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I put aside £20k for a house deposit thanks to my side hustles – here’s how I did it and you can too

A SUPERSAVER has revealed that she was able to put away £20,000 for a deposit on her home thanks to her side hustles and savvy saving tricks.

Amy Ward, 24, from Manchester, was able to buy her £217,000 dream property using money from all sorts of different mini-businesses while working from home during the pandemic.

Supersaver Chloe shares her budgeting tips on social media
Earlier this year she was able to buy her dream home thanks to her side hustles

Medical Information Researcher Amy did everything from spending hours on survey sites to cat sitting, which topped up her income by a whopping £7,000 a year.

She even hopes to boost this to £10,000 in the near future.

Luckily for the average punter, she runs an Instagram page sharing her top tips.

The savings queen said: “I’ve saved £20K since starting my Instagram page and budgeting methods, which helped massively when my partner and I came to buy our first house

“I’ve been able to save quite a lot over the last few years, a combination of the lockdown, budgeting methods, side hustles and mindset have helped me get there.”

One of her major side hustles is earning money by completing surveys online.

She said she will fill out a quick survey on a commute or while watching telly at home.

According to Amy, some of the best paid sites are AttaPoll, Measure, Prolific and Y Live.

She said: “It’s a really convenient way to make extra money, as all you need is a phone and internet connection.”

Another big money-spinner is cat sitting, which she called a “lovely way” to make extra cash.

All she has to do is look after her customer’s kitties, which she’d be happy to spend time with anyway.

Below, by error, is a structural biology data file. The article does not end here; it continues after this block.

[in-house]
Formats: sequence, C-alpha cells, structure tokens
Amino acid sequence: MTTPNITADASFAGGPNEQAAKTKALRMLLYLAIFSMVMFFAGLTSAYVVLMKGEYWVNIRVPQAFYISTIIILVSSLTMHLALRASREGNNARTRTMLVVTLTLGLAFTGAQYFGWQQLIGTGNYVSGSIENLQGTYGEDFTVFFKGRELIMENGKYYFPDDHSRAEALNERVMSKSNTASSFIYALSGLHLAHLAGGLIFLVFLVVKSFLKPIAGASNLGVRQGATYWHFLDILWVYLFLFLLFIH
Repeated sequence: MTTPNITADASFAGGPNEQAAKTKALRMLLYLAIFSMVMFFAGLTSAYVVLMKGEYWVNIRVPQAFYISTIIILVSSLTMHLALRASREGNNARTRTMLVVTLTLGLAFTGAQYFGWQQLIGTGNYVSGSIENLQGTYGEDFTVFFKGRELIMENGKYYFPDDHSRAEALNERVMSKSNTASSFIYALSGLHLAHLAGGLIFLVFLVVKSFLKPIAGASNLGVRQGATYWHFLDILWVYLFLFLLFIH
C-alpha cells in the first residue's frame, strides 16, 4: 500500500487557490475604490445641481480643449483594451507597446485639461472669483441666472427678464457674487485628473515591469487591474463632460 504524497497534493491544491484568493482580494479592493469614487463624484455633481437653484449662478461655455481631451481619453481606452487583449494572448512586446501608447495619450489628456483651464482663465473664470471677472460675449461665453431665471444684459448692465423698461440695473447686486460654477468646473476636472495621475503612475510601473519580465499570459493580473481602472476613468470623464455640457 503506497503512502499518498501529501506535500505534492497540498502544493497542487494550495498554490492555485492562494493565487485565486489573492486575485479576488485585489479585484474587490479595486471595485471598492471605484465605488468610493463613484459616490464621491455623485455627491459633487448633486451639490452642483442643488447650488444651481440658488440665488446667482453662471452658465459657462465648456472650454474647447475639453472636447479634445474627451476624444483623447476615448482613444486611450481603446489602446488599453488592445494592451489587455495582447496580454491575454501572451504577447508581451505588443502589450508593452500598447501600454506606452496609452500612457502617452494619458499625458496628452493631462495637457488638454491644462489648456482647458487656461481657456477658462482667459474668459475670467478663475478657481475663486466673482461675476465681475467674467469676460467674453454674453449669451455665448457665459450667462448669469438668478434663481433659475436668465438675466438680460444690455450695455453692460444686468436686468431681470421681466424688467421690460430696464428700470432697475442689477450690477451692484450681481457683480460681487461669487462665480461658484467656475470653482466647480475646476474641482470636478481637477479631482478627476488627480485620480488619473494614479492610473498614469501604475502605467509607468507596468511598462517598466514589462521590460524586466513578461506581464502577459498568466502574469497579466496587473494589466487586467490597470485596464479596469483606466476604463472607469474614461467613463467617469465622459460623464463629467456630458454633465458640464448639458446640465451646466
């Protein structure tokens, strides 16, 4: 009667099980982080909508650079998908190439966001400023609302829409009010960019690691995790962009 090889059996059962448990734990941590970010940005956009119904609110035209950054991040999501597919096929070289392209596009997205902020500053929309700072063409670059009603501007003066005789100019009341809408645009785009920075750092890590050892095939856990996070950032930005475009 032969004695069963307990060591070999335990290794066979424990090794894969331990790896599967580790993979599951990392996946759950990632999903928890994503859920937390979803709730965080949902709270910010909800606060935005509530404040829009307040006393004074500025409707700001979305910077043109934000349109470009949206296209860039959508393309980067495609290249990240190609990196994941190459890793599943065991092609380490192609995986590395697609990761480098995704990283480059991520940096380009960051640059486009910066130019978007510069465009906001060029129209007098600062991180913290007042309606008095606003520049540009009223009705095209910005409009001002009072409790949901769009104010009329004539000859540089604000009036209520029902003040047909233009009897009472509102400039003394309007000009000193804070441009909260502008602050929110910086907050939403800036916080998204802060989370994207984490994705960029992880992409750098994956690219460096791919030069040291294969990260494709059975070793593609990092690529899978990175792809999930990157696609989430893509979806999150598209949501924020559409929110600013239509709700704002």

Revealing her third major side hustle, Amy added: “A new side hustle of mine is creating and selling digital products.

“I have made several products such as savings trackers and even an eBook discussing survey sites as a side hustle.”

Making all that money is all well and good, but budgeting is also an important part of her approach.

Top saving tips include zero-based budgeting, a method in which savers allocate their future spending and saving so that, at the end of each budget period, their income (minus savings) and expenditures are equal.

She also uses ‘sinking funds‘, small pots with a specific purpose that allow you to keep track of fund allocation.

For example, you could create a Christmas sinking fund and save into it all year round, rather than the whole chunk being taken out of your December income.

Amy said: “I have been doing this since January and save £50 per month into my Christmas sinking fund, by December I will have around £550 to spend on all things Christmas.

“Using sinking funds alone I have saved around £5k over the last few years.”

She also cut out unnecessary costs, such as over-paying for broadband, which saved her £300 a year.

She and partner Gregory, 26, were able to buy their own home earlier this year, after using a lifetime ISA in which the government matches 25% of the money first-time buyers save.

The couple have saved up to renovate the two-bedroom Victorian terraced house but are even applying their thrifty attitude to the refurb.

Amy quipped: “We’ve got some builders coming next week to start off the work but plan to do most of the work ourselves.

“Needless-to-say, we have been spending plenty of hours watching DIY videos.”

For those who get the shivers at the very idea of budgeting techniques, she had some simple advice.

She said: “I suggest as a first step it’s best to have a look at your spending habits

“A simple way of doing this is creating a budget, writing down your income and all your outgoings. Here you can see what you spend and identify if you can cut back on any of these expenses.

“Clearly seeing your income and outgoings can help you work out how much you can save each month.”

She also recommended having a go at saving challenges, like the penny saving challenge, as endorsed by personal finance guru Martin Lewis.

Those who take up the challenge save 1p on day one, 2p on day two and so on, and can see a saving of £600 in just one year.

She said that cat sitting and survey sites are great ways to make extra cash
Her side hustles earned her an extra £7,000 a year during the pandemic

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  1. Pingback: How you could get £527 free cash in time for Christmas by recycling old gadgets and appliances

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